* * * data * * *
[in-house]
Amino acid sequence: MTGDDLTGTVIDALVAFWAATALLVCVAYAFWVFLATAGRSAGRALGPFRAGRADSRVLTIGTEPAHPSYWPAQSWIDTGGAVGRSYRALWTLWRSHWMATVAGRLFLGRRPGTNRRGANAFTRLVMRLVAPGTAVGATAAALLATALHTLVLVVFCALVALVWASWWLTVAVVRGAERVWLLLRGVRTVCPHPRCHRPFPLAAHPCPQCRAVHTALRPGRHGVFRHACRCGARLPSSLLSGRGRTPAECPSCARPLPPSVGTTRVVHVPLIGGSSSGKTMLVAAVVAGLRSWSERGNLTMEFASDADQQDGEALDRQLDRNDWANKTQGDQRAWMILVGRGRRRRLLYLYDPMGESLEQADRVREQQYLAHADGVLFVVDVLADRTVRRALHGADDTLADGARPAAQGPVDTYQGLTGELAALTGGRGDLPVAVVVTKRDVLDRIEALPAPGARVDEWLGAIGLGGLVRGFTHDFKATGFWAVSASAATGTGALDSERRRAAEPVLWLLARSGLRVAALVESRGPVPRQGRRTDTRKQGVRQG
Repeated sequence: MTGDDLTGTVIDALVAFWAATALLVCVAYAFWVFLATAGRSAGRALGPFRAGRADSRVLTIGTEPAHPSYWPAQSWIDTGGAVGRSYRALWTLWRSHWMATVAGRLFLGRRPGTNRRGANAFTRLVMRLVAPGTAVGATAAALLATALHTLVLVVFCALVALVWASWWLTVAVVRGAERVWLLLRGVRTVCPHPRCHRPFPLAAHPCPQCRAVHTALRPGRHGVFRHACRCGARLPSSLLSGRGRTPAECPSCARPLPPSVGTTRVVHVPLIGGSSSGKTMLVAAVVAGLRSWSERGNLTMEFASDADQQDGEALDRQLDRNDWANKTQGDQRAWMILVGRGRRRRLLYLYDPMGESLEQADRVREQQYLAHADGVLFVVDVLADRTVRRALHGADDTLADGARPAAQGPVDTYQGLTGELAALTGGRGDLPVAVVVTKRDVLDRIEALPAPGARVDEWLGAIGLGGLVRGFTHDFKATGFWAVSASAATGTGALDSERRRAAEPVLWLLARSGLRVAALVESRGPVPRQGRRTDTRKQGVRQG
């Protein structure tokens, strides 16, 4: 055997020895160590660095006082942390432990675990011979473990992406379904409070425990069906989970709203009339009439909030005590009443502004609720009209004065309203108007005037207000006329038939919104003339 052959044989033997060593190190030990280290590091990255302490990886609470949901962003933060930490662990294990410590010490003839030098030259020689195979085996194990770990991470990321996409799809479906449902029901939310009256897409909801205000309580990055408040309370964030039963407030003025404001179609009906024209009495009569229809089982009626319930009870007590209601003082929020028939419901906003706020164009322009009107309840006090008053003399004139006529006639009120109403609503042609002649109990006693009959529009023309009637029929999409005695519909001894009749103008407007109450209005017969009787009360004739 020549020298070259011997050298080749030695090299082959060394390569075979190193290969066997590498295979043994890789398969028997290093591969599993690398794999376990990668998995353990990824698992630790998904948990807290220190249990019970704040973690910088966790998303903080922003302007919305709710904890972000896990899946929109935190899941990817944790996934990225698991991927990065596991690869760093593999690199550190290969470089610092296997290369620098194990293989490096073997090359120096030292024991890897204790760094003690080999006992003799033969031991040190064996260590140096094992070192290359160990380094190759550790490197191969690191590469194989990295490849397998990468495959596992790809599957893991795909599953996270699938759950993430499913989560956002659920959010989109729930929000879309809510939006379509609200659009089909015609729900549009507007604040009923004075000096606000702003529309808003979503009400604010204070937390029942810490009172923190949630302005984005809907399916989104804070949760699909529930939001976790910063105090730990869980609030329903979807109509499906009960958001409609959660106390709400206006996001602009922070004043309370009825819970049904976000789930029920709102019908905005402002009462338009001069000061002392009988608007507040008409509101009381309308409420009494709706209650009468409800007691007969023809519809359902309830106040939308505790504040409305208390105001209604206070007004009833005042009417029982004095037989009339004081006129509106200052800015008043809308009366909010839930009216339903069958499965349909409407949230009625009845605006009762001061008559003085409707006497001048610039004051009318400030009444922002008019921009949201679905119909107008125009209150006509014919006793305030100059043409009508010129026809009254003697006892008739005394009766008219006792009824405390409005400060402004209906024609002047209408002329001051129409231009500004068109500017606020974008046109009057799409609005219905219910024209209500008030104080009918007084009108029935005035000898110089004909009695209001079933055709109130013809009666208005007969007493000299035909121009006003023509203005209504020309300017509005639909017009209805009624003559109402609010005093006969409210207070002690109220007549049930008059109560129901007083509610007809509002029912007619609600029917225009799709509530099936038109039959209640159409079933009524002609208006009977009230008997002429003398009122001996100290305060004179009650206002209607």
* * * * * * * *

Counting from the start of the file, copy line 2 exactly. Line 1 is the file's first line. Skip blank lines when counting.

Amino acid sequence: MTGDDLTGTVIDALVAFWAATALLVCVAYAFWVFLATAGRSAGRALGPFRAGRADSRVLTIGTEPAHPSYWPAQSWIDTGGAVGRSYRALWTLWRSHWMATVAGRLFLGRRPGTNRRGANAFTRLVMRLVAPGTAVGATAAALLATALHTLVLVVFCALVALVWASWWLTVAVVRGAERVWLLLRGVRTVCPHPRCHRPFPLAAHPCPQCRAVHTALRPGRHGVFRHACRCGARLPSSLLSGRGRTPAECPSCARPLPPSVGTTRVVHVPLIGGSSSGKTMLVAAVVAGLRSWSERGNLTMEFASDADQQDGEALDRQLDRNDWANKTQGDQRAWMILVGRGRRRRLLYLYDPMGESLEQADRVREQQYLAHADGVLFVVDVLADRTVRRALHGADDTLADGARPAAQGPVDTYQGLTGELAALTGGRGDLPVAVVVTKRDVLDRIEALPAPGARVDEWLGAIGLGGLVRGFTHDFKATGFWAVSASAATGTGALDSERRRAAEPVLWLLARSGLRVAALVESRGPVPRQGRRTDTRKQGVRQG